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Report: Without access to technology, Indiana children fall behind

GREENFIELD, Ind. (WISH) – According to new research from the Indiana Youth Institute, 7.5 percent of children younger than 18 years old do not have a computer at home. Another 12.2 percent have a computer, but no Internet access. Indiana Youth Institute said that lack of access can cause children to fall behind in their education and in future careers.

Research shows if children don’t have access to technology early on, they may not learn the basic skills that have become necessary for college and most careers. This year, Greenfield Central launched a program to address that need, and soon the district will expand it.

Every Greenfield Central High School student now has a take-home laptop, assigned to them at the start of their freshman year. They turn the computer into the school during the summer months, but will get the same computer back the following year.

“The whole idea was trying to continue education throughout the day, it’s 24/7 education. We thought that was important,” said Greenfield Central Superintendent Harold Olin.

The district started the program this year, knowing many of its students didn’t have computers at home.

“Just not having that access to technology can set a child back in learning a little bit compared to their peers who do have access to technology,” said Indiana Youth Institute’s Glenn Augustine.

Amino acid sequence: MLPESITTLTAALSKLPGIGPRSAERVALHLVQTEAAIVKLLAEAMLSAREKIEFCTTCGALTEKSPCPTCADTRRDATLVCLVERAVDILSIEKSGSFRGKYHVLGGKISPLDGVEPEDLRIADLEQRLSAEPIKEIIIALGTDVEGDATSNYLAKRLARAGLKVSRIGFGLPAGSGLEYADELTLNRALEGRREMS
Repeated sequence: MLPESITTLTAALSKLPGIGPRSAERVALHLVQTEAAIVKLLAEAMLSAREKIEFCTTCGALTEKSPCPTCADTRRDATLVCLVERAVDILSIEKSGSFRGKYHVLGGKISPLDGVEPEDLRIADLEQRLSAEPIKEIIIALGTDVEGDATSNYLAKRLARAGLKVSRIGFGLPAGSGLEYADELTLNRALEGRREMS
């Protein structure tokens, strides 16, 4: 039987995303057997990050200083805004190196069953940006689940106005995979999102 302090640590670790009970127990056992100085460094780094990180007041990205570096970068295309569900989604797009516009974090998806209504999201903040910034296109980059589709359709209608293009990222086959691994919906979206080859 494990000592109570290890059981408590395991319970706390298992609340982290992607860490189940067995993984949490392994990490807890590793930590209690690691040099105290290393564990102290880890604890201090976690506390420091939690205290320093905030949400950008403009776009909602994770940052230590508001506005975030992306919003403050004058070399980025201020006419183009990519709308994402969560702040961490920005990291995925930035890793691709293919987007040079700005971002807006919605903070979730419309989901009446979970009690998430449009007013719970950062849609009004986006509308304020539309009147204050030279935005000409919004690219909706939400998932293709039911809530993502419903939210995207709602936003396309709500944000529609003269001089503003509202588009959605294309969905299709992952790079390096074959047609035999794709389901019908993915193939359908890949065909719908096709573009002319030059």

Teachers can post assignments, videos and extra learning opportunities for students online. Plus, students can work on group projects remotely. Olin said the students are learning more that just the subject at hand.

“It’s preparing students for the world that they will work in. If they go off to college, or if they jump right into the workforce – they will have to be competent using a lot of different technologies,” said Olin.

Indiana Youth Institute says most Hoosier children have access to a smartphone, but it’s not the same as a computer. If parents don’t have a computer at home, IYI said the first thing they should do  is see what options the child’s school district has to offer.

“Maybe it’s enrolling them in an after-school program that gives them access to computers, it can be going to the library,” said Augustine.

Greenfield Central hopes to solve the problem for its students, by giving them access to technology at an even younger age. Next year, 7th and 8th graders will have take-home computers as well. Greenfield Central elementary students have access to computers during school hours, but they just can’t take them home.

“We wanted to level that playing field to make sure all students have more opportunities for learning,” said Olin.

Other schools around Central Indiana have started giving students laptops to use at school. Franklin Community High School students have their own Chromebooks, and even repair the computers themselves. Avon students have laptops as well.